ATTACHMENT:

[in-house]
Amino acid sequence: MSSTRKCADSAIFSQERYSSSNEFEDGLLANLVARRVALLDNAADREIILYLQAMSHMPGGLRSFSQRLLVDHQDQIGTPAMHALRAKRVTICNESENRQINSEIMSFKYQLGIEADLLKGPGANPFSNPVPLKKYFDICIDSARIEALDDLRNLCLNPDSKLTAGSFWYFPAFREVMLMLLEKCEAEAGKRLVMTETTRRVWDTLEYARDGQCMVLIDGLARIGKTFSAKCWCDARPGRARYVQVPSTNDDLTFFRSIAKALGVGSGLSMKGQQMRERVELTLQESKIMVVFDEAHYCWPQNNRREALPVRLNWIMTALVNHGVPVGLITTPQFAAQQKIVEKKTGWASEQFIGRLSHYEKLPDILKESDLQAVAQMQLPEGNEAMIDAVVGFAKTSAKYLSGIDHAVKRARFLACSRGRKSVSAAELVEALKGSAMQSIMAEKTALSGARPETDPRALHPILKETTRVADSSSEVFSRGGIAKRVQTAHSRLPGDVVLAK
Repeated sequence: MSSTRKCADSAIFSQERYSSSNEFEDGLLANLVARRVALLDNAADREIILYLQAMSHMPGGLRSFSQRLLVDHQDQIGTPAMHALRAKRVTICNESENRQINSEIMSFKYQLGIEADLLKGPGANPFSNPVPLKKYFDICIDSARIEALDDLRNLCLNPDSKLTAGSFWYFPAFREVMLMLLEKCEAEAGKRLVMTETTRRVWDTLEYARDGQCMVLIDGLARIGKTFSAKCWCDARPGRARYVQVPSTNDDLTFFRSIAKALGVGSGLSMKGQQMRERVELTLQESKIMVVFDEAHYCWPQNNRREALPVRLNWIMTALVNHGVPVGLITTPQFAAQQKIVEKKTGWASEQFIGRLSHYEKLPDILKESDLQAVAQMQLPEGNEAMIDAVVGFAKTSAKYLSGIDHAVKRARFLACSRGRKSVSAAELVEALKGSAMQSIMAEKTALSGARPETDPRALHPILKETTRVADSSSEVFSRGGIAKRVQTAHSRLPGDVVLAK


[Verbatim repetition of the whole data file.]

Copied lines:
[in-house]
Amino acid sequence: MSSTRKCADSAIFSQERYSSSNEFEDGLLANLVARRVALLDNAADREIILYLQAMSHMPGGLRSFSQRLLVDHQDQIGTPAMHALRAKRVTICNESENRQINSEIMSFKYQLGIEADLLKGPGANPFSNPVPLKKYFDICIDSARIEALDDLRNLCLNPDSKLTAGSFWYFPAFREVMLMLLEKCEAEAGKRLVMTETTRRVWDTLEYARDGQCMVLIDGLARIGKTFSAKCWCDARPGRARYVQVPSTNDDLTFFRSIAKALGVGSGLSMKGQQMRERVELTLQESKIMVVFDEAHYCWPQNNRREALPVRLNWIMTALVNHGVPVGLITTPQFAAQQKIVEKKTGWASEQFIGRLSHYEKLPDILKESDLQAVAQMQLPEGNEAMIDAVVGFAKTSAKYLSGIDHAVKRARFLACSRGRKSVSAAELVEALKGSAMQSIMAEKTALSGARPETDPRALHPILKETTRVADSSSEVFSRGGIAKRVQTAHSRLPGDVVLAK
Repeated sequence: MSSTRKCADSAIFSQERYSSSNEFEDGLLANLVARRVALLDNAADREIILYLQAMSHMPGGLRSFSQRLLVDHQDQIGTPAMHALRAKRVTICNESENRQINSEIMSFKYQLGIEADLLKGPGANPFSNPVPLKKYFDICIDSARIEALDDLRNLCLNPDSKLTAGSFWYFPAFREVMLMLLEKCEAEAGKRLVMTETTRRVWDTLEYARDGQCMVLIDGLARIGKTFSAKCWCDARPGRARYVQVPSTNDDLTFFRSIAKALGVGSGLSMKGQQMRERVELTLQESKIMVVFDEAHYCWPQNNRREALPVRLNWIMTALVNHGVPVGLITTPQFAAQQKIVEKKTGWASEQFIGRLSHYEKLPDILKESDLQAVAQMQLPEGNEAMIDAVVGFAKTSAKYLSGIDHAVKRARFLACSRGRKSVSAAELVEALKGSAMQSIMAEKTALSGARPETDPRALHPILKETTRVADSSSEVFSRGGIAKRVQTAHSRLPGDVVLAK